In combination with HTML, CSS can actually be used to drive logic from user interaction. In other words, buttons can be used to change the state of the web page using only HTML and CSS. To me, that sounds like a programming language.

Of course, CSS hits a snag because of its dependency on HTML. Alone, it doesn’t really do much. That said, I think that’s sort of a silly comparison because that’s true for all programming languages (i.e. Java is nothing without the JVM). All languages require other software—or at least hardware—to give it meaning.

As a result, I think CSS fits nicely within the bounds of our programming language definition. After all, it has clear syntax and semantics (per browser), and it happily runs on a computer.


Now, we start to get into some serious gray area: data formats. In this case, I want to talk about formats like JSON, XML, SVG, and even CSV and Markdown. Are these programming languages? I’m going to argue yes.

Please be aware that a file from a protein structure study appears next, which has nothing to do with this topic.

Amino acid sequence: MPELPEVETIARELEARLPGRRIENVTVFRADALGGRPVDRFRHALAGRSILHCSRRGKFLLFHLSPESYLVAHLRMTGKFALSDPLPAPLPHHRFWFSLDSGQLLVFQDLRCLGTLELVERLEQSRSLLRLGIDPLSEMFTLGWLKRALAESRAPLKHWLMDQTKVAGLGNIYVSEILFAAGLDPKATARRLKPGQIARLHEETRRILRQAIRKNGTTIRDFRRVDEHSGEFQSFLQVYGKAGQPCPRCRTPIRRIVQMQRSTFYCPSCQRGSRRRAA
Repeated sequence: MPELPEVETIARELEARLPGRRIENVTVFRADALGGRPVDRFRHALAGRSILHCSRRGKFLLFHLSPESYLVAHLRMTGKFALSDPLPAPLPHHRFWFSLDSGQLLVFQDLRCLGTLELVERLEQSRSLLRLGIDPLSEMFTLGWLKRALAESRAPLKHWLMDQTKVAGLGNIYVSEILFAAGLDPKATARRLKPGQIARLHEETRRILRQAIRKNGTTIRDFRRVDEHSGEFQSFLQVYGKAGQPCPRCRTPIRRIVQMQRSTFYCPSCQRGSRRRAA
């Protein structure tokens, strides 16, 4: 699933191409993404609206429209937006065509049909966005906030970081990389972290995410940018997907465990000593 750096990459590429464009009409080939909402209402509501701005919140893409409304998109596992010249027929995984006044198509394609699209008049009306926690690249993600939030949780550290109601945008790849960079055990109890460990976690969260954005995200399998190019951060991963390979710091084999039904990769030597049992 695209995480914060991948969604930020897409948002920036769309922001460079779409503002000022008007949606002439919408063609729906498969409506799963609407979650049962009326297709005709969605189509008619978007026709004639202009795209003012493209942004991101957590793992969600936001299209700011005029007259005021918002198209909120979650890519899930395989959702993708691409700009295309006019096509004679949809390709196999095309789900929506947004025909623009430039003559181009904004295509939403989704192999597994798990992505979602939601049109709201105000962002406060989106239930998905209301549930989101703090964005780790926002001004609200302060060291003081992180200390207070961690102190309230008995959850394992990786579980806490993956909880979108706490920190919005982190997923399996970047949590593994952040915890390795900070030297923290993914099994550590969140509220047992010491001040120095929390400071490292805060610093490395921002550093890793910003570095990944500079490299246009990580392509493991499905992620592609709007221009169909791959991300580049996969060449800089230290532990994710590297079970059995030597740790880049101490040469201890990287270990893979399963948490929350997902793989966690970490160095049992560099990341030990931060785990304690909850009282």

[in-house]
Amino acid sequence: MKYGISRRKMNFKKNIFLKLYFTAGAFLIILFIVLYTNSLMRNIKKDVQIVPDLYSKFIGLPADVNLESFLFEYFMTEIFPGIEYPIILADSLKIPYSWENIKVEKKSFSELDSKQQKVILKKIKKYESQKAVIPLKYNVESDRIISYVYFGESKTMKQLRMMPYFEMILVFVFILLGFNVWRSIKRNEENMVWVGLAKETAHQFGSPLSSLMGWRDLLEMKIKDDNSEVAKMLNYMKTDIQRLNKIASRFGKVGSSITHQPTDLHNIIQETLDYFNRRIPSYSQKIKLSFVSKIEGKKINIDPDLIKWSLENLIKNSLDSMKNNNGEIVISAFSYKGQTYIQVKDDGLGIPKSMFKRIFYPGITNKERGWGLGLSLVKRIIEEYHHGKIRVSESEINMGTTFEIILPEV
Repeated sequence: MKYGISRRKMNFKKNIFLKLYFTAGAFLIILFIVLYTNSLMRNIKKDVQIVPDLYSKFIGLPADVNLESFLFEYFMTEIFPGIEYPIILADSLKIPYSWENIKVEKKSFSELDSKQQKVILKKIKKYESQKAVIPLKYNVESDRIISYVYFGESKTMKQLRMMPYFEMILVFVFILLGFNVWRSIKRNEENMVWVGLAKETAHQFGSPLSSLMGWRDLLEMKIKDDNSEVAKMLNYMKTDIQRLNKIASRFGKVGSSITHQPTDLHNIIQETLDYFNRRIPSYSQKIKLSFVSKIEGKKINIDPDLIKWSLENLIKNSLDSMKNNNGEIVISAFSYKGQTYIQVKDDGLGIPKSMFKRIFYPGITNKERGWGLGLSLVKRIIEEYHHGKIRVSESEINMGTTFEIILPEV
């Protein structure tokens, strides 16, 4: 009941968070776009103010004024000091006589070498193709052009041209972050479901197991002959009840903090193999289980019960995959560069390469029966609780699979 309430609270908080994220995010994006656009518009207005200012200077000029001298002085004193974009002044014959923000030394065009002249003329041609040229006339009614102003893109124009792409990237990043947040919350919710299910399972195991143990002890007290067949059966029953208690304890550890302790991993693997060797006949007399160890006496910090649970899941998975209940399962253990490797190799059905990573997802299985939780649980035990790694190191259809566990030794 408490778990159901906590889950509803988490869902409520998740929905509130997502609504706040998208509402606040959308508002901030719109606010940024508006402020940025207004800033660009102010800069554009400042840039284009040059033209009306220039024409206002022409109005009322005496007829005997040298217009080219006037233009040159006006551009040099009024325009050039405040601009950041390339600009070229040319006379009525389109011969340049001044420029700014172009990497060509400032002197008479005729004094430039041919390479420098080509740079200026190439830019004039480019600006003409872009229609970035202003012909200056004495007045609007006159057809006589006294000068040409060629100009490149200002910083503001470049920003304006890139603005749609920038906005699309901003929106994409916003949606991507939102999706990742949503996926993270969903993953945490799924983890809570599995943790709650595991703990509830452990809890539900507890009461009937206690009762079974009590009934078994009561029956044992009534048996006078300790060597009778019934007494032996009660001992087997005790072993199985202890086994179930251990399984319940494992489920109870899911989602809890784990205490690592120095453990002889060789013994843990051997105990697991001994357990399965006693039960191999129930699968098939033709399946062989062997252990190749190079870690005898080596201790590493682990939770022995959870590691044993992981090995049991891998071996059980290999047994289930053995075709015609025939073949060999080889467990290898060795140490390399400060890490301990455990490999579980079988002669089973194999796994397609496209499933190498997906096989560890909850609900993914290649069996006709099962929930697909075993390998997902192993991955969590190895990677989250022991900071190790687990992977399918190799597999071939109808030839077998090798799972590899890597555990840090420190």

Let me start by asking a question: have you ever tried to write an SVG? If you have, then you know how challenging that can be:

<svg height="210" width="500">
  <polygon points="200,10 200,190 120,210" style="fill:purple;stroke:aqua;stroke-width:2" />

In this case, we’ve drawn a triangle which can be interpreted and drawn by any number of tools that can understand the SVG format (i.e. the browser). In other words, SVG is a programming language since it has a clearly defined syntax that gains meaning from certain environments like the browser.


If HTML and SVG are programming languages, then surely XML is a programming language. Well, that’s a bit harder to prove.

    <TITLE>Empire Burlesque</TITLE>
    <ARTIST>Bob Dylan</ARTIST>
    <TITLE>Hide your heart</TITLE>
    <ARTIST>Bonnie Tyler</ARTIST>

While XML has a clearly defined syntax, its meaning is a lot less clear. After all, XML, like JSON, is largely used to carry data, so it only derives meaning under certain circumstances like as an SVG.